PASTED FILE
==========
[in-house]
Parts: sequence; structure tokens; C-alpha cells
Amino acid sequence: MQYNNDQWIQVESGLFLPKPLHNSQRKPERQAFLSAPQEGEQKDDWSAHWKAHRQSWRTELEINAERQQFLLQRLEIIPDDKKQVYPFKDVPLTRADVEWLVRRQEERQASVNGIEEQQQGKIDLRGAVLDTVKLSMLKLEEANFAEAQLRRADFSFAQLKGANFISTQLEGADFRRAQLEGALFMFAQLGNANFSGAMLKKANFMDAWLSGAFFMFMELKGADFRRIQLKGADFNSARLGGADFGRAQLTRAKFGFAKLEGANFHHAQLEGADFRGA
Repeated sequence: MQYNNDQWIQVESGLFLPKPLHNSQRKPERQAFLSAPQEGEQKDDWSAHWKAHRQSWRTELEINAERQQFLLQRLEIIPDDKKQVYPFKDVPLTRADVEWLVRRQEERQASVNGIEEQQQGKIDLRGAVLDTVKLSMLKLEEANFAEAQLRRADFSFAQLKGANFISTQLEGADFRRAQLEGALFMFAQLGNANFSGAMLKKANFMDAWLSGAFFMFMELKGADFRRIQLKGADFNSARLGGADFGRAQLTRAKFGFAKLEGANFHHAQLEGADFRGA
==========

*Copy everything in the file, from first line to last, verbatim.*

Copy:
[in-house]
Parts: sequence; structure tokens; C-alpha cells
Amino acid sequence: MQYNNDQWIQVESGLFLPKPLHNSQRKPERQAFLSAPQEGEQKDDWSAHWKAHRQSWRTELEINAERQQFLLQRLEIIPDDKKQVYPFKDVPLTRADVEWLVRRQEERQASVNGIEEQQQGKIDLRGAVLDTVKLSMLKLEEANFAEAQLRRADFSFAQLKGANFISTQLEGADFRRAQLEGALFMFAQLGNANFSGAMLKKANFMDAWLSGAFFMFMELKGADFRRIQLKGADFNSARLGGADFGRAQLTRAKFGFAKLEGANFHHAQLEGADFRGA
Repeated sequence: MQYNNDQWIQVESGLFLPKPLHNSQRKPERQAFLSAPQEGEQKDDWSAHWKAHRQSWRTELEINAERQQFLLQRLEIIPDDKKQVYPFKDVPLTRADVEWLVRRQEERQASVNGIEEQQQGKIDLRGAVLDTVKLSMLKLEEANFAEAQLRRADFSFAQLKGANFISTQLEGADFRRAQLEGALFMFAQLGNANFSGAMLKKANFMDAWLSGAFFMFMELKGADFRRIQLKGADFNSARLGGADFGRAQLTRAKFGFAKLEGANFHHAQLEGADFRGA